In the late 19th century, new ideas about craftsmanship and its relation to art and architecture began to emerge. Younger architects enthusiastically embraced the Arts & Crafts movement. The ideal was known as Gesamtkunstwerk, or “total work of art,” in which different art forms combine to create a single cohesive whole. If clients would allow them, architects not only designed the house, they designed the furniture, lighting, carpets, curtains, and anything else they could think of.
Sometimes Gesamtkunstwerk was taken to extreme lengths, as when painter Gustav Klimt had smocks made for weekend guests to wear so that their clothing harmonized with the interiors, or when architect Charles Rennie Mackintosh scolded his client for putting flowers of the wrong color in his carefully designed hallway.
Architect William McLennan was obviously given a free hand with the design of this house in Paisley, Renfrewshire, just outside Glasgow. He was a local architect who built private homes, churches, and the Bull Inn, which retains its stunning art nouveau interior. This house, available for offers over about US$915,000 with Peter Gillespie at Savills, also retains its gorgeous original interior.
McLennan designed the home in 1908 for William and Margaret Clark, of the thread family. They rather unimaginatively named the house Wilmar. (Perhaps you’ve heard of Coats & Clarks threads? Both the Coats and the Clark families helped establish Paisley as a world textile center in the 19th century. And yes, the paisley pattern is named after the town.)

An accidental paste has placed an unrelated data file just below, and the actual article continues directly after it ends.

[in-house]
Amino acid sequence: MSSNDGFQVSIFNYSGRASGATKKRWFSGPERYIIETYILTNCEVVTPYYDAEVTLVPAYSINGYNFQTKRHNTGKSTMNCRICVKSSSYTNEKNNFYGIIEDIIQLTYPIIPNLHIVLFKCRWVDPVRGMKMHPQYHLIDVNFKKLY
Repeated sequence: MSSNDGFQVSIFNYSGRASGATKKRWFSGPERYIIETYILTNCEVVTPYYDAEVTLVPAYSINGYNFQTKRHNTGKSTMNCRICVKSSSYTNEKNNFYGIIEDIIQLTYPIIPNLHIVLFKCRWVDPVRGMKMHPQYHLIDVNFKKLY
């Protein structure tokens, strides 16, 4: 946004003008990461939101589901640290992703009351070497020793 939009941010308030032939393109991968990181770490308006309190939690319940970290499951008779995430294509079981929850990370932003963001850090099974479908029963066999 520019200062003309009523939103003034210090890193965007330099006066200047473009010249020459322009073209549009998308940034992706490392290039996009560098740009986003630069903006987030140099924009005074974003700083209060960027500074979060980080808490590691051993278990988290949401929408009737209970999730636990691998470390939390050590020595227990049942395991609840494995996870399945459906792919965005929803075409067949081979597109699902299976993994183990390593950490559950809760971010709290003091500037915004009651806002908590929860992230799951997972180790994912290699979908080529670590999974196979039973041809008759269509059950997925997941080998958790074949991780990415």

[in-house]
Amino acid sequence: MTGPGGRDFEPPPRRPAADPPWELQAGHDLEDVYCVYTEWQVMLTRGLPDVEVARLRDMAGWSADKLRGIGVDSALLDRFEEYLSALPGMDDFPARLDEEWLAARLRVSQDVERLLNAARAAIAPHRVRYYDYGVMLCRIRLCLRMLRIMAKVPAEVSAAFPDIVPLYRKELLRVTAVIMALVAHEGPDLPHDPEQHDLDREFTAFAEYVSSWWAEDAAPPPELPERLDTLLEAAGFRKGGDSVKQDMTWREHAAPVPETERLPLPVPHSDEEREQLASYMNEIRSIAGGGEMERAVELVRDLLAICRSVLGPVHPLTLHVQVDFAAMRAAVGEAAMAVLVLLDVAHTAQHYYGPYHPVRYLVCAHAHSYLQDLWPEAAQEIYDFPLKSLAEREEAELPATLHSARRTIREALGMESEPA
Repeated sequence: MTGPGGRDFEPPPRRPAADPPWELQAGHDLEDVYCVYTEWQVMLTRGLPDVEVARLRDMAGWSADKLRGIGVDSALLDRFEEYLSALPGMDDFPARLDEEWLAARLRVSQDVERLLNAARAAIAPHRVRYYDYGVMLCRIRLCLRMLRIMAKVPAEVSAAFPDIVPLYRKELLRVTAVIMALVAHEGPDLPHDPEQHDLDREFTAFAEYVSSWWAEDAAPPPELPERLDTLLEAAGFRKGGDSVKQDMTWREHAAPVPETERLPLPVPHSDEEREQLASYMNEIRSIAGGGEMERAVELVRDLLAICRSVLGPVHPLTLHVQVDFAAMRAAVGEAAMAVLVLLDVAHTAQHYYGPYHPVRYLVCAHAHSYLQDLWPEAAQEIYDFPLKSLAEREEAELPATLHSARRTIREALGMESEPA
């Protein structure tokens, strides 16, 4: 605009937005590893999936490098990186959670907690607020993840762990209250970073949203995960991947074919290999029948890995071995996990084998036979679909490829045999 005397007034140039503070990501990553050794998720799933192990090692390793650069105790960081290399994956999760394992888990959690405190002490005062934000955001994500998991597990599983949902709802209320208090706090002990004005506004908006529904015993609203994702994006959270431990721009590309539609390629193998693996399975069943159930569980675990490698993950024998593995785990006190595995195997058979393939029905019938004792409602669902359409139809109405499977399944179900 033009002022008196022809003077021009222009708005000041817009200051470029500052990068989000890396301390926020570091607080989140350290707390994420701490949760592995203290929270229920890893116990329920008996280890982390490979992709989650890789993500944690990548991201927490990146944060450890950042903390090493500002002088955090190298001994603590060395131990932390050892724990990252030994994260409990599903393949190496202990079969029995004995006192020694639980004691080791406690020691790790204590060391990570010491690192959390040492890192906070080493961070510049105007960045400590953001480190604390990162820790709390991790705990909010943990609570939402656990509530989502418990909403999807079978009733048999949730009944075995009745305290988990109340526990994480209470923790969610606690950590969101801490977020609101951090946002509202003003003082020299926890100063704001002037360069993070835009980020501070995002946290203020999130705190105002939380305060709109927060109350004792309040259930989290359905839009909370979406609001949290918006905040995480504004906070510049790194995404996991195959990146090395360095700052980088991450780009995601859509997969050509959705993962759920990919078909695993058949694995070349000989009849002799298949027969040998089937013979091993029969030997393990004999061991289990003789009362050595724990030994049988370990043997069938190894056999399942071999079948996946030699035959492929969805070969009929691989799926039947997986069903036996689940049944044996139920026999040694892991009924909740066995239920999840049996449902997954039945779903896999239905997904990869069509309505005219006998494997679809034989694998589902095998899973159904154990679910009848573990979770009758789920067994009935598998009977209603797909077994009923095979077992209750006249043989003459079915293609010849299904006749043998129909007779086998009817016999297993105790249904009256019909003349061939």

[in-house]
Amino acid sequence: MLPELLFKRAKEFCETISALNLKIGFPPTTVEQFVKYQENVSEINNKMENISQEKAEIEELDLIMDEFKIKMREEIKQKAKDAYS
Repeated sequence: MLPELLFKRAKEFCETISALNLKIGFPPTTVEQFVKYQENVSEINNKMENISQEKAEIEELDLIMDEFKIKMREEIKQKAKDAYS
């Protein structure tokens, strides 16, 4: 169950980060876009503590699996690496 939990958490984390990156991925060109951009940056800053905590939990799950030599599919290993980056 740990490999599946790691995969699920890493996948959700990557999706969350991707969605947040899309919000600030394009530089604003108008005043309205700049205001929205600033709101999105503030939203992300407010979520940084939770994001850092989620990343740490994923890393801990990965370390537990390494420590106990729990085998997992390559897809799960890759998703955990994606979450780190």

The interiors are beautifully preserved, with absolutely luscious intact original features all designed by McLennan. The home is listed on Historic Environment Scotland, meaning much of it can’t be altered, including the gorgeous original stained glass. Notice how the bellflowers in the stained glass complement the designs on the copper fireplace and the copper chandelier? Well, you do now. So much Gesamtkunstwerk!
The interiors freely combine Arts & Crafts with the ebonized wood popularized by McLennan’s contemporary Mackintosh, while adding bold uprights reminiscent of another vaunted English architect, C.F.A. Voysey.
The 2,787-square-foot house boasts five bedrooms, two bathrooms, and various reception rooms. All of the major rooms and the bedrooms include original fireplaces, and the butler’s pantry includes the original cabinetry and sink. The dining room also features built-in original china cabinets, while some stained glass windows, on the front and side gardens, reference the Clark family. Outside in the pretty, mature gardens, there’s a lawn surrounded by mature evergreen trees and underplanted with colorful flowers.
The reason the house is in such good condition is that it was lived in by Moira Clark, the couple’s daughter, all her life. She died well into her 90s and saw no reason to update anything, basically ever. The family who owns the house now are only the second owners. They purchased the property in 2004 and then moved out to perform needed updates, such as a new roof, wiring and plumbing, as well as adding central heating. In 2014, they added a conservatory on the back for a family room, which overlooks the pretty gardens.
Somewhere, we’re sure, William McLennan is smiling in a dour Scottish Victorian kind of way.